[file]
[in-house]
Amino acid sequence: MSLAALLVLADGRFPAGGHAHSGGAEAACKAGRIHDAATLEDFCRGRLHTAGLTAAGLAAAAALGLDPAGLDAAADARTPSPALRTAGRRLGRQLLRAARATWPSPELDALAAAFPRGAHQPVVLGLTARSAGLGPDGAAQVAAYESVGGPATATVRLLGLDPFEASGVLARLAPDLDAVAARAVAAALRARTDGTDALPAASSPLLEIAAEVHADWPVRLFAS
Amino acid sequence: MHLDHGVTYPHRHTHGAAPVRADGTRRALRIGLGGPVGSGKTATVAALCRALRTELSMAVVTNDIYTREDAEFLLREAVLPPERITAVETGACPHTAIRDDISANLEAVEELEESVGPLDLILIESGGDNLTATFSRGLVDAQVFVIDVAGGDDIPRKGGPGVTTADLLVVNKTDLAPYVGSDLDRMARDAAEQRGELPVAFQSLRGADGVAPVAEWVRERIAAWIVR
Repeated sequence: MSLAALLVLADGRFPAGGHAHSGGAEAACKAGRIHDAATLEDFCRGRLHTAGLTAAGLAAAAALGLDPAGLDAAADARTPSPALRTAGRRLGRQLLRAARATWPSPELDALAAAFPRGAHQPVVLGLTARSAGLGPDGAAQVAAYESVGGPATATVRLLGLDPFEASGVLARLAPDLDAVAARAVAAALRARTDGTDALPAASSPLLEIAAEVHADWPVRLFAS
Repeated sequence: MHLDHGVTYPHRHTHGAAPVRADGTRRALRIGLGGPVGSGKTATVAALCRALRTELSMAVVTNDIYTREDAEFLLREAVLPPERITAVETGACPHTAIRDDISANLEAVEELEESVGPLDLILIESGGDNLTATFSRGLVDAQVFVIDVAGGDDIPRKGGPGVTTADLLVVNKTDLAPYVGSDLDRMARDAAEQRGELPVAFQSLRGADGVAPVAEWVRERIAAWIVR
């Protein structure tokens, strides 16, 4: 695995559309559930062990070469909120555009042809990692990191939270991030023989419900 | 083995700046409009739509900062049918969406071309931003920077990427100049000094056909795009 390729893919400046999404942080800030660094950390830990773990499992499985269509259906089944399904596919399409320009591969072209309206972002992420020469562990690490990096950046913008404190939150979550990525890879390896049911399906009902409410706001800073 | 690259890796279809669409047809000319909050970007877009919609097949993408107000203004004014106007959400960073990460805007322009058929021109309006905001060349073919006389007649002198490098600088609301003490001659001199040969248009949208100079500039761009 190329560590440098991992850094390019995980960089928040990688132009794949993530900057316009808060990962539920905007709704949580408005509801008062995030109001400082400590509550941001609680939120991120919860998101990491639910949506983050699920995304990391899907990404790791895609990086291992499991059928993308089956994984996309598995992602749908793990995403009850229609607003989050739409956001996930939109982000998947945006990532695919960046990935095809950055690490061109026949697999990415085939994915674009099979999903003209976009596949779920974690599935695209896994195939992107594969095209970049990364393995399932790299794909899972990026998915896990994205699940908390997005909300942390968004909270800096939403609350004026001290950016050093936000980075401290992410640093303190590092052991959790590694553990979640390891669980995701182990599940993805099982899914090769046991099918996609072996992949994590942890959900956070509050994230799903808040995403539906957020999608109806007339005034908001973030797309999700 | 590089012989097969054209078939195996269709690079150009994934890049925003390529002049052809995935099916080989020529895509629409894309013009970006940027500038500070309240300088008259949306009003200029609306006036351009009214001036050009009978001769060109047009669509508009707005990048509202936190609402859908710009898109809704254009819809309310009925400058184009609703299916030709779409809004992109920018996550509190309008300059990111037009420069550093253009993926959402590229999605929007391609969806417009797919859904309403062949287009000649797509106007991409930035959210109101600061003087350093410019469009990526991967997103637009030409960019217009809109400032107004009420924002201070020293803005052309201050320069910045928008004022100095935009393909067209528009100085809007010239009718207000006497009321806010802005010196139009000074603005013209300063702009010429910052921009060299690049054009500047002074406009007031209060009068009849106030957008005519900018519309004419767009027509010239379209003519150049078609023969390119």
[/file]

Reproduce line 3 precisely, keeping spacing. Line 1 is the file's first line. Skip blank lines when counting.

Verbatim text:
Amino acid sequence: MHLDHGVTYPHRHTHGAAPVRADGTRRALRIGLGGPVGSGKTATVAALCRALRTELSMAVVTNDIYTREDAEFLLREAVLPPERITAVETGACPHTAIRDDISANLEAVEELEESVGPLDLILIESGGDNLTATFSRGLVDAQVFVIDVAGGDDIPRKGGPGVTTADLLVVNKTDLAPYVGSDLDRMARDAAEQRGELPVAFQSLRGADGVAPVAEWVRERIAAWIVR